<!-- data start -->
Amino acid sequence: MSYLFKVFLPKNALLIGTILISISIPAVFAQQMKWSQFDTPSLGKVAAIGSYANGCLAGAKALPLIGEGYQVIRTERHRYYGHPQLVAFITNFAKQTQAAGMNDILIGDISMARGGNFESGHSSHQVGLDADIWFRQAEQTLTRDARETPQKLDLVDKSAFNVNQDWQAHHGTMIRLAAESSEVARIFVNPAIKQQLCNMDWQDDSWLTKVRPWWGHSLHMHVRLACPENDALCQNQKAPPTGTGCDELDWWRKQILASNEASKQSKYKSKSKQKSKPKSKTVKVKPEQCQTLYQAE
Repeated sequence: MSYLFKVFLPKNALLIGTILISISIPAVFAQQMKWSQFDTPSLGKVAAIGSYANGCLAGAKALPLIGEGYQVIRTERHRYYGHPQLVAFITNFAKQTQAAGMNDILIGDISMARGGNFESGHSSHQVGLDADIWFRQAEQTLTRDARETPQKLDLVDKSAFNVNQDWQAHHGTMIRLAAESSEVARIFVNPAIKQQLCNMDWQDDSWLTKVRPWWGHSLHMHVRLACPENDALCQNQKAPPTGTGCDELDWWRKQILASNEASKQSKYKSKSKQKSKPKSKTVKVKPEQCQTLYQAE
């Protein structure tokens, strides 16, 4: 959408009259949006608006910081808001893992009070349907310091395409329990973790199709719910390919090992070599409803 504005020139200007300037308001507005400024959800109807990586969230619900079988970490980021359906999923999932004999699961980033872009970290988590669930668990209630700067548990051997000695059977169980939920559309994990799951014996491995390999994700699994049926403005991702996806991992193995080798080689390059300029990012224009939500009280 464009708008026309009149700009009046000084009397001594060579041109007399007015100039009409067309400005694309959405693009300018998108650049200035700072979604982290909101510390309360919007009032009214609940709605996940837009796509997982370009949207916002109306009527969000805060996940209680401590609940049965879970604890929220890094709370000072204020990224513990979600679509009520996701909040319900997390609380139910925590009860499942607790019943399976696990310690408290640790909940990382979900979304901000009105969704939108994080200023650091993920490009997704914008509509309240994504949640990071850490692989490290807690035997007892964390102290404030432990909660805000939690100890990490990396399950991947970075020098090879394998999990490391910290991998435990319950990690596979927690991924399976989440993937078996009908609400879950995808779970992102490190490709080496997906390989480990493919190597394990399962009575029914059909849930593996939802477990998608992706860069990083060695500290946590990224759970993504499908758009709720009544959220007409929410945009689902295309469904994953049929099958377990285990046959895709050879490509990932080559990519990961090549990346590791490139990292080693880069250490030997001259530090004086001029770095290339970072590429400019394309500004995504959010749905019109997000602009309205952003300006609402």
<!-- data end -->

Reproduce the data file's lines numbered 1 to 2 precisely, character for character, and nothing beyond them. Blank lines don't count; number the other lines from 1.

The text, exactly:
Amino acid sequence: MSYLFKVFLPKNALLIGTILISISIPAVFAQQMKWSQFDTPSLGKVAAIGSYANGCLAGAKALPLIGEGYQVIRTERHRYYGHPQLVAFITNFAKQTQAAGMNDILIGDISMARGGNFESGHSSHQVGLDADIWFRQAEQTLTRDARETPQKLDLVDKSAFNVNQDWQAHHGTMIRLAAESSEVARIFVNPAIKQQLCNMDWQDDSWLTKVRPWWGHSLHMHVRLACPENDALCQNQKAPPTGTGCDELDWWRKQILASNEASKQSKYKSKSKQKSKPKSKTVKVKPEQCQTLYQAE
Repeated sequence: MSYLFKVFLPKNALLIGTILISISIPAVFAQQMKWSQFDTPSLGKVAAIGSYANGCLAGAKALPLIGEGYQVIRTERHRYYGHPQLVAFITNFAKQTQAAGMNDILIGDISMARGGNFESGHSSHQVGLDADIWFRQAEQTLTRDARETPQKLDLVDKSAFNVNQDWQAHHGTMIRLAAESSEVARIFVNPAIKQQLCNMDWQDDSWLTKVRPWWGHSLHMHVRLACPENDALCQNQKAPPTGTGCDELDWWRKQILASNEASKQSKYKSKSKQKSKPKSKTVKVKPEQCQTLYQAE